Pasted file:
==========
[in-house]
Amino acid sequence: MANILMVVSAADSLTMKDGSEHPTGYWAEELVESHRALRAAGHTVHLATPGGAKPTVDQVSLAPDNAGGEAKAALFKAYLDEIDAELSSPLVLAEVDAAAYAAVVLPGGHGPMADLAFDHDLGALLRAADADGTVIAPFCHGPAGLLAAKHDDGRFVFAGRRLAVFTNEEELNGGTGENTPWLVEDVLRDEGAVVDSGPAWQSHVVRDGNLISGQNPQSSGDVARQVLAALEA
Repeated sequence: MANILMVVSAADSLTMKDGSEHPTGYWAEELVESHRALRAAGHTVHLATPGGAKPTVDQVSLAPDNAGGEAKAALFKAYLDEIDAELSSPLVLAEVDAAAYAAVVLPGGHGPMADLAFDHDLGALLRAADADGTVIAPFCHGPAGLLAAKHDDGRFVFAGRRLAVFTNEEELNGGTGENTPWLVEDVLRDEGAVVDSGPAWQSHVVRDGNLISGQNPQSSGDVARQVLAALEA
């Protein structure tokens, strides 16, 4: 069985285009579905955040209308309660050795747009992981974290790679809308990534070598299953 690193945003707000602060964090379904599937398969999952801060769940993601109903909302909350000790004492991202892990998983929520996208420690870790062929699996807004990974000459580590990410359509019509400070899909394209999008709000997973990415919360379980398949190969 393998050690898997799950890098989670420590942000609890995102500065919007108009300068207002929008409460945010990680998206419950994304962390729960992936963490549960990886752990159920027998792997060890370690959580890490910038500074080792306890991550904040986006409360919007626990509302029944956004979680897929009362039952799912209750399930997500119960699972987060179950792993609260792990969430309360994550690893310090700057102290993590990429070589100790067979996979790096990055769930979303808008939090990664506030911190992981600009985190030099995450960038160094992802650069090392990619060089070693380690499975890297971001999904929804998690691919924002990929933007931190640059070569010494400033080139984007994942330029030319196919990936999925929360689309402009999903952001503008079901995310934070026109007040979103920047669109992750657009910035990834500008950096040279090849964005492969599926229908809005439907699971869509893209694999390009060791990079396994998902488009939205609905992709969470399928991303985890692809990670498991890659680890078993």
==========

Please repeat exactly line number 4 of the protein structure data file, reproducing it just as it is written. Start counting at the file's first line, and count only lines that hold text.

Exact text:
């Protein structure tokens, strides 16, 4: 069985285009579905955040209308309660050795747009992981974290790679809308990534070598299953 690193945003707000602060964090379904599937398969999952801060769940993601109903909302909350000790004492991202892990998983929520996208420690870790062929699996807004990974000459580590990410359509019509400070899909394209999008709000997973990415919360379980398949190969 393998050690898997799950890098989670420590942000609890995102500065919007108009300068207002929008409460945010990680998206419950994304962390729960992936963490549960990886752990159920027998792997060890370690959580890490910038500074080792306890991550904040986006409360919007626990509302029944956004979680897929009362039952799912209750399930997500119960699972987060179950792993609260792990969430309360994550690893310090700057102290993590990429070589100790067979996979790096990055769930979303808008939090990664506030911190992981600009985190030099995450960038160094992802650069090392990619060089070693380690499975890297971001999904929804998690691919924002990929933007931190640059070569010494400033080139984007994942330029030319196919990936999925929360689309402009999903952001503008079901995310934070026109007040979103920047669109992750657009910035990834500008950096040279090849964005492969599926229908809005439907699971869509893209694999390009060791990079396994998902488009939205609905992709969470399928991303985890692809990670498991890659680890078993």